Sewing Machine Research
ISMACS International
International Sewing Machine Collectors' Society

An Old Lady is Reborn

Issue 51

ONE DAY last summer Graham was on one of his rare visits to Leicester, looking at a selection of old collected over the past 10 years and stored in my factory, upstairs and out of the way.

There was not an awful lot to enthuse about. Most of them were very dirty, covered in grime of the years gone by, and some seriously immobilised by persons unknown.

Some 20 minutes later he suddenly darted forward his eyes bright with interest, grabbing at a particularly-terrible specimen and proudly declared that here was a very rare machine. So rare that he had never seen one before, only read about it in his archives.

There, on the very ornate base with rampant horses, was the name England's Queen. On closer inspection we discovered that several parts were missing whilst others were broken. "Shame about that", said Graham, and after more cups of tea he finally left, leaving me to ponder about this rare find.

Over the next few weeks I made further enquiries with Bernard Williams and Martin Gregory who were very helpful, both of them endorsing what Graham had said. Martin was able to come to my aid with a very old Patent Specification dated 1871 taken out by Newton Wilson describing in very hazy terms his wonder machine that could zigzag, embroider, buttonhole, etc, but all very vague with options on how this wondrous sewing would be achieved.

I quickly realised that all the main components, except the feed bar, were present on the machine that I had, so refurbishment would be possible.

The first problem was to repair the complicated shuttle drive which was broken in two and I only had one of the pieces. I drew out the shape I thought it must be and several days later, with a bit of welding and machining, I had a part that worked, and so on to the next problem, the missing feed bar.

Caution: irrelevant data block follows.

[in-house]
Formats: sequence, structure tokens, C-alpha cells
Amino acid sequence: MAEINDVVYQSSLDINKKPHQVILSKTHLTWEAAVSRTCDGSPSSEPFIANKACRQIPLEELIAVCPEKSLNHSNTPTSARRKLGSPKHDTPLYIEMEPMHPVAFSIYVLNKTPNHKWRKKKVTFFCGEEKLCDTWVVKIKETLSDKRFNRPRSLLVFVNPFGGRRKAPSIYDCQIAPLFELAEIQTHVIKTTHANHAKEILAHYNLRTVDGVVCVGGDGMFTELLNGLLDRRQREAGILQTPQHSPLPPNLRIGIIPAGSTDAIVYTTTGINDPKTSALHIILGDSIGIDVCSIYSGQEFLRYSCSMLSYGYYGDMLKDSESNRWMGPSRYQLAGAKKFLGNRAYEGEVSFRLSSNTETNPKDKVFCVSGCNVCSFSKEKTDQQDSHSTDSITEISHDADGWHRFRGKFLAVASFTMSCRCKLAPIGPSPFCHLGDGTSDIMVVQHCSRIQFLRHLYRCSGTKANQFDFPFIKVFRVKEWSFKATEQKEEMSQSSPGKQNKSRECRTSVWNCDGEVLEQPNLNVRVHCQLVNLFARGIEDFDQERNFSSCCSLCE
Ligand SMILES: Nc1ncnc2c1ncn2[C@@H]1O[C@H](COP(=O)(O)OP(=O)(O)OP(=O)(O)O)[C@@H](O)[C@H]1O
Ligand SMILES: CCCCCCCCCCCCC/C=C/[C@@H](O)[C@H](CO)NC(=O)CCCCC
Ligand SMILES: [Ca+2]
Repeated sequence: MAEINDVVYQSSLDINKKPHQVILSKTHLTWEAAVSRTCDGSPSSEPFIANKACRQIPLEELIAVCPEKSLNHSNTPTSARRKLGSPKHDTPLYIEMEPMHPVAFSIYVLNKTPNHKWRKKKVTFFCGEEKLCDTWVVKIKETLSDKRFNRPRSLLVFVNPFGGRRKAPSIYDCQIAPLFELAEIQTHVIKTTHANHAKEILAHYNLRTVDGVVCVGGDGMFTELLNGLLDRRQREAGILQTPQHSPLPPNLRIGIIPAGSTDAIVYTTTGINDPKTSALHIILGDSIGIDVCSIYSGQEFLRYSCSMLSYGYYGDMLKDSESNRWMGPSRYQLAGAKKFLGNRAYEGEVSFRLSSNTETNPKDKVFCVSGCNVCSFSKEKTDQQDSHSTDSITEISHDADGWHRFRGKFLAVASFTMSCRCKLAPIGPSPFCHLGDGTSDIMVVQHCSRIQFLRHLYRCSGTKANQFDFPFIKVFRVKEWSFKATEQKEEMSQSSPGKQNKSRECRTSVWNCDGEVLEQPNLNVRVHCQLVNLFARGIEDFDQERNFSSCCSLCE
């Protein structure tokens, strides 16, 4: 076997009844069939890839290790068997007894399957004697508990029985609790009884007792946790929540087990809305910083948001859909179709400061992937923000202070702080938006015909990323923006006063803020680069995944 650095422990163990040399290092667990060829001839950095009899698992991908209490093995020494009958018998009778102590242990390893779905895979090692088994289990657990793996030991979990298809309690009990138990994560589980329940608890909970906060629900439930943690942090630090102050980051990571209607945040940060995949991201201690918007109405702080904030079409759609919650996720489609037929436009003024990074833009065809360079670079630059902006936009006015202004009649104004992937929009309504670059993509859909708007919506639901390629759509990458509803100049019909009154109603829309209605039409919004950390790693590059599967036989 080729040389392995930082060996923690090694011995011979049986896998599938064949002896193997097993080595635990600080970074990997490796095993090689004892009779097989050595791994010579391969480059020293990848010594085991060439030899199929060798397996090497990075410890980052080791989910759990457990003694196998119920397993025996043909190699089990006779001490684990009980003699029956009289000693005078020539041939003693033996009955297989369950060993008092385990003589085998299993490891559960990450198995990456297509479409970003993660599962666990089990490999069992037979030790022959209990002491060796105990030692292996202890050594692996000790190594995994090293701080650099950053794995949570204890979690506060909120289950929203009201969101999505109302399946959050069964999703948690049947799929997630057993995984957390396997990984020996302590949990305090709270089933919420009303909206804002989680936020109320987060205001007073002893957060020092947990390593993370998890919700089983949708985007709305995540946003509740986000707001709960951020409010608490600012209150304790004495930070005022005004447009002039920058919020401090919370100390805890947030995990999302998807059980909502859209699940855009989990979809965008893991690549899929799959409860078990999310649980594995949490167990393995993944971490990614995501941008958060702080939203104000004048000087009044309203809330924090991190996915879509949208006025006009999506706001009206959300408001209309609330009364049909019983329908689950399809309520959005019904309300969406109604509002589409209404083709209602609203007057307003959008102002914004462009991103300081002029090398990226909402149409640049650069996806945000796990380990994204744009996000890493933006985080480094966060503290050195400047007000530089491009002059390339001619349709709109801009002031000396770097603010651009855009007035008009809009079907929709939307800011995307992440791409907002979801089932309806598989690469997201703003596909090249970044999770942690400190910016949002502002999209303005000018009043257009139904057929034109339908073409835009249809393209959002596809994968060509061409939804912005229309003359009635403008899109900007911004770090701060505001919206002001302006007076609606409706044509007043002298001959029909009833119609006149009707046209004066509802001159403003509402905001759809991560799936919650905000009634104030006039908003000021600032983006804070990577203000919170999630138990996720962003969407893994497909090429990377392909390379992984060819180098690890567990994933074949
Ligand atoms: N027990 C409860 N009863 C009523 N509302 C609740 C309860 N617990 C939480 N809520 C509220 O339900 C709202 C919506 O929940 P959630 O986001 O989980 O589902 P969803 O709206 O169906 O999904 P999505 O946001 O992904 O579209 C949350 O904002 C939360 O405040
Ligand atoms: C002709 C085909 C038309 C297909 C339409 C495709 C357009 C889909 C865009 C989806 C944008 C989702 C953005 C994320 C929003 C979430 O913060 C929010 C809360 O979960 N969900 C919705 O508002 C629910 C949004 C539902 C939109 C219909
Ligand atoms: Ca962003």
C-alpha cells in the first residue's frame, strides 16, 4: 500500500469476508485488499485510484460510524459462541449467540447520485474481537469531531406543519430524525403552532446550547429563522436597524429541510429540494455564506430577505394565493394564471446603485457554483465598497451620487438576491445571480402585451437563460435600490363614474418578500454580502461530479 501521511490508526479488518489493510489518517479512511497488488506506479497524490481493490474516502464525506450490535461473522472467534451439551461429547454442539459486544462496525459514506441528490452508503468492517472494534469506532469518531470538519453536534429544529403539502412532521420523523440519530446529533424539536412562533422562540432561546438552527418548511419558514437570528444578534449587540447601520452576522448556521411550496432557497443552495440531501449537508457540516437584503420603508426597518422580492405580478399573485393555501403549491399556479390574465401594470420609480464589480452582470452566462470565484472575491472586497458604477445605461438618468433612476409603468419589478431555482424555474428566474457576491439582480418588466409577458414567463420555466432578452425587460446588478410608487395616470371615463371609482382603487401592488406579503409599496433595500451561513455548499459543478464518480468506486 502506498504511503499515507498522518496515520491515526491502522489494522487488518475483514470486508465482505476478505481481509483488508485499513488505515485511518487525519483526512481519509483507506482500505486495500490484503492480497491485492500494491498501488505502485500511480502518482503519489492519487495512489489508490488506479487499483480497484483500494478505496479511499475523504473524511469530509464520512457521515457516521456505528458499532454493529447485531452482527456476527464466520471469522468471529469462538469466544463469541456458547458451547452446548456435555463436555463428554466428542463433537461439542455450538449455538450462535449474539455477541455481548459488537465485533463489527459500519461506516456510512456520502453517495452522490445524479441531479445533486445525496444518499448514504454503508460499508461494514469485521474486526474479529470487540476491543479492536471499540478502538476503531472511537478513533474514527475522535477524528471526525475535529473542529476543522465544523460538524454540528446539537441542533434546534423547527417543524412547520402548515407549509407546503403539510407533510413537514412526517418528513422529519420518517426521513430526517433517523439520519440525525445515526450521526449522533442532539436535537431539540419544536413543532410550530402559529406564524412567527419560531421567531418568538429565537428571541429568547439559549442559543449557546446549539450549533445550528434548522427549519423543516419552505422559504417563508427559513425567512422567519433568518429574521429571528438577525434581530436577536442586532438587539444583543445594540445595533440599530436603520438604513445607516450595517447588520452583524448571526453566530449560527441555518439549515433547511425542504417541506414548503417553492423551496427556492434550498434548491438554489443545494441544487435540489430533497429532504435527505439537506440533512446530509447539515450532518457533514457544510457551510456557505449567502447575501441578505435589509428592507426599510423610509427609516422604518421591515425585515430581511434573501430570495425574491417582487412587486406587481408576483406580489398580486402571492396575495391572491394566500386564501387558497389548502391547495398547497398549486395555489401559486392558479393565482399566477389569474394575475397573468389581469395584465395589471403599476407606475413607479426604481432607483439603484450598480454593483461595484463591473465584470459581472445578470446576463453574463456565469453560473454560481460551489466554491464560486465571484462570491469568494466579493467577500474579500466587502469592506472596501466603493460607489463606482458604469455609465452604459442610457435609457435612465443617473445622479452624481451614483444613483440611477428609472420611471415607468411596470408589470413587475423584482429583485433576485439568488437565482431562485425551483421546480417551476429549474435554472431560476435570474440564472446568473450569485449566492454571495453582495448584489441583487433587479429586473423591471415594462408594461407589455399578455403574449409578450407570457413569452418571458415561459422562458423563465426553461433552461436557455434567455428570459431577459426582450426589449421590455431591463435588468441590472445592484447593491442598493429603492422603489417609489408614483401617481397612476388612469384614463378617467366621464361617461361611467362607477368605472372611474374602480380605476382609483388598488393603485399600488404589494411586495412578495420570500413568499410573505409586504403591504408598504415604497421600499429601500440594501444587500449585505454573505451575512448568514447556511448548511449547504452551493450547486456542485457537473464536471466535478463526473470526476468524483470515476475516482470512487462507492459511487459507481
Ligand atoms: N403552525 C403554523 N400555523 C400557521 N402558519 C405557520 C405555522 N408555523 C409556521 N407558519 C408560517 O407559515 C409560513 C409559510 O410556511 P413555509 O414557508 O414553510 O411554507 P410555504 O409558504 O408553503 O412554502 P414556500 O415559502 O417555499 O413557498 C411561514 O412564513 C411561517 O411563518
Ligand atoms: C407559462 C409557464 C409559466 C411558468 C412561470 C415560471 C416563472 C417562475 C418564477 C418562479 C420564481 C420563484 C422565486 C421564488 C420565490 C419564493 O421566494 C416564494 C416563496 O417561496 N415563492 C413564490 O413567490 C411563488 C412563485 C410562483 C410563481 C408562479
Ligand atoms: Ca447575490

By now I had stripped the machine completely and started to repaint. It must have been at this stage that I suddenly realised how similar this machine was to the Princess of Wales machine, also by Newton Wilson. On closer examination I discovered that most of the main parts were identical and would interchange, a fact that, had I realised it earlier, would have saved me an awful lot of work.

The good fortune I had, apart from discovering the machine in the first place, was that all the parts that made the machine zigzag were present on the machine leaving the only problem, the feed bar, which was specific to the England's Queen and would have to be made from the brief information on the patent specification.

By this time I was getting quite excited as I now knew that it was only a matter of time and effort and I would be able to get it to work. I had real problems with the feed bar as this had to operate in a double-track cross-over cam which, try as I might, would continually jam at the point of the crossover.

This was finally overcome by altering the fixed peg shape into a floating shoe which worked very well and enabled me to finally get the machine to sew either straight line or zigzag.

One has to wonder why this machine, made by a British manufacturer, has taken so long to surface. Had a batch of them been made, surely, with all the collectors looking for old machines, we should have seen this model before now.

I personally think that the answer lays in the patent specification which, when you read it, it is apparent that three options are given to arrive at the same result. The patent specification shows pro-vision for adjusting the zig zag but there is no machinism for this on the machine I have.

So, unless further machines are discovered later, I think we must assume that perhaps, as the design is so crude, it was decided not to produce any more, other than this machine as a sample model, in which case it is very lucky to have survived with nearly all the relevant parts intact.

The painting went quite well. Graham told me that these machines had a lot of gold on them so I have lavished 24-carat gold leaf heavily on the base.

The result is a very bright-looking machine, obviously restored, but I think very pleasing to the eye, and it works really well as you will see at the Convention.                               

Les Gent